Sunday, 21 August 2011

Know your place, Realise your worth: Playing the Internship Game

Internships aren't about being paid, they're about ascertaining the point at which you are adding value.

I'm a student, and in my spare time and university holidays I do paid work, and I do unpaid work. In my paid work, I work as a freelance copywriter, completing projects for national clients which involve thorough research and writing copy on commission. I obtained this work because I was approached by a written communications firm. They believed I was an asset to their team, so they pay me to keep me writing for them.

My unpaid work is entirely different, and I do so much of it because it is of benefit to me. Anyone who has trawled through a weekend of writing internship covering letters will tell you that the reason they are doing it is because it's the only way to get into the industry, and to learn about that industry- ie. they're doing it for themselves. Companies won't approach you if they don't need you- in fact, the opposite is true- you approach them because you need them.

How anyone could expect a company to pay for an intern they don't need is beyond me. You may find yourself doing an array of both menial and meaningful tasks. Meaningful to you, that is. Rest assured, there will be an existing, paid employee inside the company who could do the task more effectively and efficiently. But if you want to have a bash for free, then go for it. It's how you learn. But don't expect to be paid. They'll pay you when you contribute what others can't.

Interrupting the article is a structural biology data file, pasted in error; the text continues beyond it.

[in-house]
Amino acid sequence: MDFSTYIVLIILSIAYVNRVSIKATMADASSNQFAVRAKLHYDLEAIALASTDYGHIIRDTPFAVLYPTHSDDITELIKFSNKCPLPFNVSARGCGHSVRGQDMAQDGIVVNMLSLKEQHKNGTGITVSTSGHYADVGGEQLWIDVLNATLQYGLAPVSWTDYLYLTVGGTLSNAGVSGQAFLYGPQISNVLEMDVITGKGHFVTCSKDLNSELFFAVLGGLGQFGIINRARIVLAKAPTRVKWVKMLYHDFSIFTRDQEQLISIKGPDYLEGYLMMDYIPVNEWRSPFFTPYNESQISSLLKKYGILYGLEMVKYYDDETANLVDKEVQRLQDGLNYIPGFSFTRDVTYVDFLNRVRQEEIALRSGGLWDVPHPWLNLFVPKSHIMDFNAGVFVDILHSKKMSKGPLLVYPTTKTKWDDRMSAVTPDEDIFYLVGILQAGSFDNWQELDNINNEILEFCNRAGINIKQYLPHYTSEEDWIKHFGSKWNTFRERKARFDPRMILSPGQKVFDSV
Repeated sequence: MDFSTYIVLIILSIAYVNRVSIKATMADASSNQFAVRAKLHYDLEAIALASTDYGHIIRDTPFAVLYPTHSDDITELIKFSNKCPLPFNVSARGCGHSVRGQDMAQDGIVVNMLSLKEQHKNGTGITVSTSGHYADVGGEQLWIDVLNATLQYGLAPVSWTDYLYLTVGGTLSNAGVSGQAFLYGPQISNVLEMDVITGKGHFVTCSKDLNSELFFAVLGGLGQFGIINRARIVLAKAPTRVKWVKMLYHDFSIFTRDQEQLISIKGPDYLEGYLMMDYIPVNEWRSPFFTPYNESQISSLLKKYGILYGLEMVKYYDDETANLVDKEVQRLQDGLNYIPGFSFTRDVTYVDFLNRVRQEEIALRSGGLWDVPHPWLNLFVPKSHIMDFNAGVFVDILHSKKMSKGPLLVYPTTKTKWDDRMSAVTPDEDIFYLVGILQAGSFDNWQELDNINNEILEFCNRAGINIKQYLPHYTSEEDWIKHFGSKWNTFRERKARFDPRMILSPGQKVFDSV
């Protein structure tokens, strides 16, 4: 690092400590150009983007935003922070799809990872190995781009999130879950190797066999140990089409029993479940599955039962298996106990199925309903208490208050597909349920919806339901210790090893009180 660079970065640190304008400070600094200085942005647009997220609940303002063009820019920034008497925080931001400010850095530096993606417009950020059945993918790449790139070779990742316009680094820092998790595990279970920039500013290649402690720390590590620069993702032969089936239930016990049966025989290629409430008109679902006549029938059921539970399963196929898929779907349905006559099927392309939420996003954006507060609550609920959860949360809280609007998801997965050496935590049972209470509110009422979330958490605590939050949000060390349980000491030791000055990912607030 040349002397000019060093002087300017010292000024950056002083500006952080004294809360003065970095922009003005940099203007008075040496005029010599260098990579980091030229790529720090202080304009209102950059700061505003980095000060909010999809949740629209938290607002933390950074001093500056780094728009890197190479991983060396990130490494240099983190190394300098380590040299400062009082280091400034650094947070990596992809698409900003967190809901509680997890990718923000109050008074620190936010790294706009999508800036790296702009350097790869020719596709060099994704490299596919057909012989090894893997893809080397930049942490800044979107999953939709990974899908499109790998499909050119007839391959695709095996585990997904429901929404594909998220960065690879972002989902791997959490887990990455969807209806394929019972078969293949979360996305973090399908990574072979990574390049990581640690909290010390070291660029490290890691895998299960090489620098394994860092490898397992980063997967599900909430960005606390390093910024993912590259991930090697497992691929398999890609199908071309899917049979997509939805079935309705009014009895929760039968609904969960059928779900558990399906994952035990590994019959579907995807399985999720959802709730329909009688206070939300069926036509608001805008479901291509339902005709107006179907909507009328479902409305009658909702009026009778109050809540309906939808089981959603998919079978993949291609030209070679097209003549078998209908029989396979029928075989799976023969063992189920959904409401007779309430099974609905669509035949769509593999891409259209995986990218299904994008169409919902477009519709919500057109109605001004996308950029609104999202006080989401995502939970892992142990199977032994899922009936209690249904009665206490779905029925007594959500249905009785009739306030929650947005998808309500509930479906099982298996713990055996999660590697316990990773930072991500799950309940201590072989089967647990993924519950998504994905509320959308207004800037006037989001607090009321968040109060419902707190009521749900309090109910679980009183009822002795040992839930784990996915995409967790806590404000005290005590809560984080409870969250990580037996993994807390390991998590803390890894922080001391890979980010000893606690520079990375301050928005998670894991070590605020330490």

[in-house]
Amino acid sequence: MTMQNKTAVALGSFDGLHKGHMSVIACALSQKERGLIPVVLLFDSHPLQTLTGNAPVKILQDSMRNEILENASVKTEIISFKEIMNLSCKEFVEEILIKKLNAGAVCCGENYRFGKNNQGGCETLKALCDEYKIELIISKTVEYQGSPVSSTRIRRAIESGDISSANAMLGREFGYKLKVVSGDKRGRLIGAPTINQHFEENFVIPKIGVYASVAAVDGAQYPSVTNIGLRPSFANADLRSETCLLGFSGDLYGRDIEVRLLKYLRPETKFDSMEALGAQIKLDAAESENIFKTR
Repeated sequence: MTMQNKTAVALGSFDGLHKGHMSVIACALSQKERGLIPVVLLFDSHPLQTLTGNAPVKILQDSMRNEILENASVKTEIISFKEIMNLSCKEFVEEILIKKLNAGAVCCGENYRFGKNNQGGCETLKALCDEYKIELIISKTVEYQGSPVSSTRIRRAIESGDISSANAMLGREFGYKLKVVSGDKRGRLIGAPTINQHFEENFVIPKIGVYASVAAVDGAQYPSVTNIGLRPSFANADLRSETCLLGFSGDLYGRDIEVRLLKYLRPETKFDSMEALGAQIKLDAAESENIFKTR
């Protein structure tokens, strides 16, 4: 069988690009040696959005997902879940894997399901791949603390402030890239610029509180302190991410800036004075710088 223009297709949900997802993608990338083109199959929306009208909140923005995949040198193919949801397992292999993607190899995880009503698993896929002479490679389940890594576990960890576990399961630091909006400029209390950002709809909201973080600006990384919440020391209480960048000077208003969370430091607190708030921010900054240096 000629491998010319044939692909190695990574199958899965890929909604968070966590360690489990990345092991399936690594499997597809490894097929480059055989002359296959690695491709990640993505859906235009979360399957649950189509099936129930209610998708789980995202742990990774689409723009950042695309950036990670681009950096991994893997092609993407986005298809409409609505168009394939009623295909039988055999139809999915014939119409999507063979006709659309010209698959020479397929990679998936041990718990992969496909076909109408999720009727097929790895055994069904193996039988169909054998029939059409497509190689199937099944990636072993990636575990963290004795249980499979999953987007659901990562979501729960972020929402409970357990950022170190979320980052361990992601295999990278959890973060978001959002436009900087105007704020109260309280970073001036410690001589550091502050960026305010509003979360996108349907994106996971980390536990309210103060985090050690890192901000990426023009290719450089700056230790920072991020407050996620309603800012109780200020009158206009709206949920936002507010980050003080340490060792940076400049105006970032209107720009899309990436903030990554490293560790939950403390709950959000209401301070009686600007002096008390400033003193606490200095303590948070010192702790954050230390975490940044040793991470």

The reason that unpaid internships are so oft-criticised is because they favour those who can easily afford to work for free. They favour the middle class young people whose parents can pay their rent and whose relatives are in high places. This is true. It is also a battle not worth fighting, as parents will always do their best to boost their child's chances, legal obstruction or no legal obstruction. What we can do is see this apparent barrier as a benefit to the privileged and not a blockade to the masses. If you really want it, then you'll find the money. At the moment, I'm living in the room of a friend who has a student flat in the area, although if I didn't have her generosity, I would have the income from my paid work to supplement my living costs. Is it easy when things aren't handed to you on a plate? No. Will you ever usurp the reigning classes from the pungent draw of nepotism? No. Is it impossible to better your prospects when your parents aren't bailing you out? No.

All of the interns I have come across this summer are in a position they fought for, and most work weekends and evenings to get by. It's that age old mantra: where's there's a will, there's a way.

The intrinsic blessing of the unpaid internship is that it puts you in an ideal position to add value, to show your worth, to make yourself essential. If the work that you do is of value you will become indispensable, and that's when you'll deserve to be paid, which is why I live by the saying "Know your place, but realise your worth". Internships wouldn't exist if they weren't of benefit to the person doing them. If you're looking for someone to blame, then blame the person trying to better their chances of finding work. Chances are they'll tell you where to go.